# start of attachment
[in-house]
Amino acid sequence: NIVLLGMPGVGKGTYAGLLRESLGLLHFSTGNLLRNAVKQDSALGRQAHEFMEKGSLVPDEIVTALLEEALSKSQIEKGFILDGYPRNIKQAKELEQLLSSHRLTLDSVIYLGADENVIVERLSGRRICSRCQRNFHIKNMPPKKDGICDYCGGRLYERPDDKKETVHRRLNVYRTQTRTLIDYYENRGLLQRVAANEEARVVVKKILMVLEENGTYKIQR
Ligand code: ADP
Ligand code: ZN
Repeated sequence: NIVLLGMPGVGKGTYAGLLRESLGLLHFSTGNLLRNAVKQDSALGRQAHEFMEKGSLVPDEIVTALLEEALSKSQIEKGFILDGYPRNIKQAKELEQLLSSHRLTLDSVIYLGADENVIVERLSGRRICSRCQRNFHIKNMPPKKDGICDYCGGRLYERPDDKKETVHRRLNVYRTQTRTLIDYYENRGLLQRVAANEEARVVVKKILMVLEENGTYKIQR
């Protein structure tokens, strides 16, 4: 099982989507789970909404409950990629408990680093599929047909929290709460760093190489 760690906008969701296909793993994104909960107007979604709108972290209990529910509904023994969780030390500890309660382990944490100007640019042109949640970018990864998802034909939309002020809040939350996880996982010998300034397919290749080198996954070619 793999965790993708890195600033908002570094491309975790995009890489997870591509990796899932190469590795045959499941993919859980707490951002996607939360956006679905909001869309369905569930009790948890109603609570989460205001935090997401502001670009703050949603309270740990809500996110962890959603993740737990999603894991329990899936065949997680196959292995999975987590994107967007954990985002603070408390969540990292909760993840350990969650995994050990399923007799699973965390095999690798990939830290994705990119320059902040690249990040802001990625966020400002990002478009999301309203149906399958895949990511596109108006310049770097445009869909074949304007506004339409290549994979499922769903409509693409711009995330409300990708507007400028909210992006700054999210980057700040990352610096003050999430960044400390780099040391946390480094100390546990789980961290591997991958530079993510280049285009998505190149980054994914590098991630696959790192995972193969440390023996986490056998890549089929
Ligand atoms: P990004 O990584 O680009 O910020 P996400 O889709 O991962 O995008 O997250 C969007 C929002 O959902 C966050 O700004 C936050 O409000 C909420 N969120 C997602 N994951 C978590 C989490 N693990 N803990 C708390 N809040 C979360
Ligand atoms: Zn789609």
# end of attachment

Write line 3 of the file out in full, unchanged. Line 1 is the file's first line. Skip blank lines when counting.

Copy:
Ligand code: ADP